Driving N Channel Mosfets from MicroControllers

Discussion in 'General Electronics Chat' started by Maketronic, Jun 22, 2011.

  1. Maketronic

    Thread Starter Active Member

    Mar 21, 2009
    49
    0
    Hi All

    I am building a PWM dc motor speed control for a 12v electric trolling motor for a colleague and was hoping to get some advice.

    I have a number of logic level mosfets IRLZ34N mosfets that I plan to drive in parallel (5 of) from a PIC 12F683 Micro

    I plan to drive these direct as they are logic level mosfets however I anticipate also doing some boards with higher current regular n mosfets (due to there ease of availability).

    Can I use a micro to drive a 74 series buffer. logic 5v with the buffer supplied by 12v to drive a mosfet or a number of mosfets? I understand at 5v many mosfets would not switch on fully?

    Also how does one size diodes for flyback or back emf from a pwm motor drive?

    Many Thanks

    Bruce
     
  2. Wendy

    Moderator

    Mar 24, 2008
    20,766
    2,536
    This is the flea market forum. You needed to post this in the electronics chat forum. I suspect a moderator will be along shortly and move it.
     
  3. ErnieM

    AAC Fanatic!

    Apr 24, 2011
    7,388
    1,605
    Hello!

    A logic level MOSFET is doing pretty good at 5V, that's what its designed for. It gets a little better with more voltage (don't we all?) but quite acceptable with 5V.

    I am not familiar with any 74 series parts that buffer 5V to 12V. I'm not saying they don't exist, just I don't know.

    A flyback diode only comes into play when the motor turns off and the diode needs to carry the motor current till it dies down. So the safest size is a diode able to carry the full motor current, but much less would probably be acceptable. A 1N4001 is usually fine and even overkill.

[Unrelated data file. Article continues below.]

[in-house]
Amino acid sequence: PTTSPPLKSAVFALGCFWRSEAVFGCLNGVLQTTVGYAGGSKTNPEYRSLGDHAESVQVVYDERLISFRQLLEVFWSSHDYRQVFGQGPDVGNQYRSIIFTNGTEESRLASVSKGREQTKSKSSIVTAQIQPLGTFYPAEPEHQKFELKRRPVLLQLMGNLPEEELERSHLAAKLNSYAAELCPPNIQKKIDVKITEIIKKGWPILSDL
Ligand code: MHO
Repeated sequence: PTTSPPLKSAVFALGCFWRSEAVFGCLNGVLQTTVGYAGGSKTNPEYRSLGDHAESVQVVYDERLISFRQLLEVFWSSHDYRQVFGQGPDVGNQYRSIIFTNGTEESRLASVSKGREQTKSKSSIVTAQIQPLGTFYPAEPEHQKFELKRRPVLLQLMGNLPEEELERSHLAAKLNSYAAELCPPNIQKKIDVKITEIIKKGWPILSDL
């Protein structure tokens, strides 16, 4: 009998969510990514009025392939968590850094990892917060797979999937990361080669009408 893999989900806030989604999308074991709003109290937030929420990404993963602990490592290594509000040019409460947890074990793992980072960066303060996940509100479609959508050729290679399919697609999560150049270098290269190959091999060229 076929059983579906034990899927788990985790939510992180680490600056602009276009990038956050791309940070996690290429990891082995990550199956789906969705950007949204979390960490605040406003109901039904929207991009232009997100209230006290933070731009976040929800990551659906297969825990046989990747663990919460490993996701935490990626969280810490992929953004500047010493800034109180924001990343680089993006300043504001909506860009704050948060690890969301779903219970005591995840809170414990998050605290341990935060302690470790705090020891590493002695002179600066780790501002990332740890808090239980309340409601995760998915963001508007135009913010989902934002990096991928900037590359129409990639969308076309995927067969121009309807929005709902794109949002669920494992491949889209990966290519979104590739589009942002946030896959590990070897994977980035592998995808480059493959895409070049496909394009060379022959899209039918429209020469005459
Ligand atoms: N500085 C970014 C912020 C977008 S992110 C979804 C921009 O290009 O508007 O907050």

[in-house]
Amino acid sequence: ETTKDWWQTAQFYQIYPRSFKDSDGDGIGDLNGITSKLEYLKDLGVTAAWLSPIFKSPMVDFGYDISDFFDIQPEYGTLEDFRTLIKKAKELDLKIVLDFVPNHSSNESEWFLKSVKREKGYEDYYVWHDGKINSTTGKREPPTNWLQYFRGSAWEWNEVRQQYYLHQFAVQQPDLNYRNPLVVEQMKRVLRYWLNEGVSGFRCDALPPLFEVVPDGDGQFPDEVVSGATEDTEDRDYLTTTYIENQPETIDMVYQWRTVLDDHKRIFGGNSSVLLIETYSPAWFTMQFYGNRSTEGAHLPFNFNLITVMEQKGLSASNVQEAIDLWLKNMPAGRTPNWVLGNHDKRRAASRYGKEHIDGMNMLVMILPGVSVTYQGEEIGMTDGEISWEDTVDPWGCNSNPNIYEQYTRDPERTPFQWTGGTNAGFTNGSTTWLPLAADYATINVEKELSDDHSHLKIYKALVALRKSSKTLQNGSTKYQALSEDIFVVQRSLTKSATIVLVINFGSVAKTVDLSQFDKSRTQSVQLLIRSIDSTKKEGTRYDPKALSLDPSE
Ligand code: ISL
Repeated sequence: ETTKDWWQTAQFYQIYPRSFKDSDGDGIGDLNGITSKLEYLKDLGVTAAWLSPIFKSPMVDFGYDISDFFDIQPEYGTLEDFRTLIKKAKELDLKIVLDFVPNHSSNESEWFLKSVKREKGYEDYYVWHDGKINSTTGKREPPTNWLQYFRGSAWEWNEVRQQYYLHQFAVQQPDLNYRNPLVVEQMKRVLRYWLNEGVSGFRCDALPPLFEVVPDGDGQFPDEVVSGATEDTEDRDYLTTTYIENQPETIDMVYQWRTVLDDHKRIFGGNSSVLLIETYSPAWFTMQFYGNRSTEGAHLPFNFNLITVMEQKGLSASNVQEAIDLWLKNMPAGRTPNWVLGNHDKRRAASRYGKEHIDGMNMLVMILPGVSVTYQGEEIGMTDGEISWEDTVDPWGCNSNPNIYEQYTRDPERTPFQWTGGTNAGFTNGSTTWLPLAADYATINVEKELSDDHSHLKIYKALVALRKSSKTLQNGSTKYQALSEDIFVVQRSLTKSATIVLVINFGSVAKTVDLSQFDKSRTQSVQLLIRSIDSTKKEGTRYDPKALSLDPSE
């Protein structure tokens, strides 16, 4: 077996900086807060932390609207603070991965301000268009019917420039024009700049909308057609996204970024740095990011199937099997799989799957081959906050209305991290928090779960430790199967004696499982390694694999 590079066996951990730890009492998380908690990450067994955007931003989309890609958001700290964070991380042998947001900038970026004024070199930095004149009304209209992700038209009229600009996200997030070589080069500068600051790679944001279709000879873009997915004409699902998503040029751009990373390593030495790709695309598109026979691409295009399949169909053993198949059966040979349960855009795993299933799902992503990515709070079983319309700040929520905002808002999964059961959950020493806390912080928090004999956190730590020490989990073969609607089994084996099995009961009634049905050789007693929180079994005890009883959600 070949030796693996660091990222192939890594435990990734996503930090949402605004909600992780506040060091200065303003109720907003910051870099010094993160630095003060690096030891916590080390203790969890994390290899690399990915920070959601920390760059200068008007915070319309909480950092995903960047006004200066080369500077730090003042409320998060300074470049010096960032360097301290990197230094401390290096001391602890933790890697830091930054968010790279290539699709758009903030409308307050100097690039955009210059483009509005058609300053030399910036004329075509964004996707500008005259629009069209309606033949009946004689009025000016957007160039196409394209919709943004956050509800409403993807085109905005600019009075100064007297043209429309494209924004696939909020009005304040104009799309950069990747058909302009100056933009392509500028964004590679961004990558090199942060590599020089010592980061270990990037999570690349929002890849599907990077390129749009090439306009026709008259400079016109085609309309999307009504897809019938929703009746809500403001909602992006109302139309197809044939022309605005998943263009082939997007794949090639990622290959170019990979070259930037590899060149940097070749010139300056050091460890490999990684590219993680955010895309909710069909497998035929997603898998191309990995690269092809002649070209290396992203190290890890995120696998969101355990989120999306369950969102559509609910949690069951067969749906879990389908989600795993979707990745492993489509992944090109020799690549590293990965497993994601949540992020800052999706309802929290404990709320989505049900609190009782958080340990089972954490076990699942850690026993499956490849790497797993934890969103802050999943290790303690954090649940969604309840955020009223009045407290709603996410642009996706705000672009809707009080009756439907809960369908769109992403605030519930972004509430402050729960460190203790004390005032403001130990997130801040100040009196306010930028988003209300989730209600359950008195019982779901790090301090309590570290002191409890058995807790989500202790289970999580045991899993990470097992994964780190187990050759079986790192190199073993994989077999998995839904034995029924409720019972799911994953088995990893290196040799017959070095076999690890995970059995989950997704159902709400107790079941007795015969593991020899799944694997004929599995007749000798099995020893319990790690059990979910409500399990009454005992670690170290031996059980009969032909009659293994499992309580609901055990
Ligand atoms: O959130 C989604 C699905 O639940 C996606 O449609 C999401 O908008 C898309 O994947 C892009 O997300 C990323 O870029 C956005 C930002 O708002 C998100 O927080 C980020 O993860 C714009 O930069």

4. Jaguarjoe

    Active Member

    Apr 7, 2010
    770
    90
    Each MOSFET you use has a certain gate capacitance which must be overcome to turn that MOSFET "on". The longer it takes to overcome this capacitance, the longer your MOSFET(S) will be in the linear region creating heat, lots of heat. For high speed switching, a lot of current (like an amp or more) will be required to overcome this capacitance. 5 MOSFETS will be 5 times worse.

    The spec sheet will list "gate charge" (Q) in pcb (picocoulombs), knowing that value and plugging in a desired value for time, use I = Q/T to determine how much current you need. There are truckloads of dedicated MOSFET drivers available that will make life with MOSFET's better.

    I forgot- A Fairchild 1N4001 can eat as much as 30 amps for a very short while (8.33ms). I don't know how much current those 100/$ Radio Shack unbranded units are good for.
     
  5. Maketronic

    Thread Starter Active Member

    Mar 21, 2009
    49
    0
    Hi All

    Thanks for your help thus far

    Appologies for the post in the wrong category, it was an inadvertant mistake on my part.

    Regards

    Bruce
     
  6. Wendy

    Moderator

    Mar 24, 2008
    20,766
    2,536
    A common mistake and no big deal, the moderators are used to moving theads I suspect.

    Drivers are usually required to make MOSFETs switch. LEDs, 555s, Flashers, and Light Chasers Chapter 10 and 12 show some examples how this might be done. There are also plenty of chips designed to do the job.
     
Loading...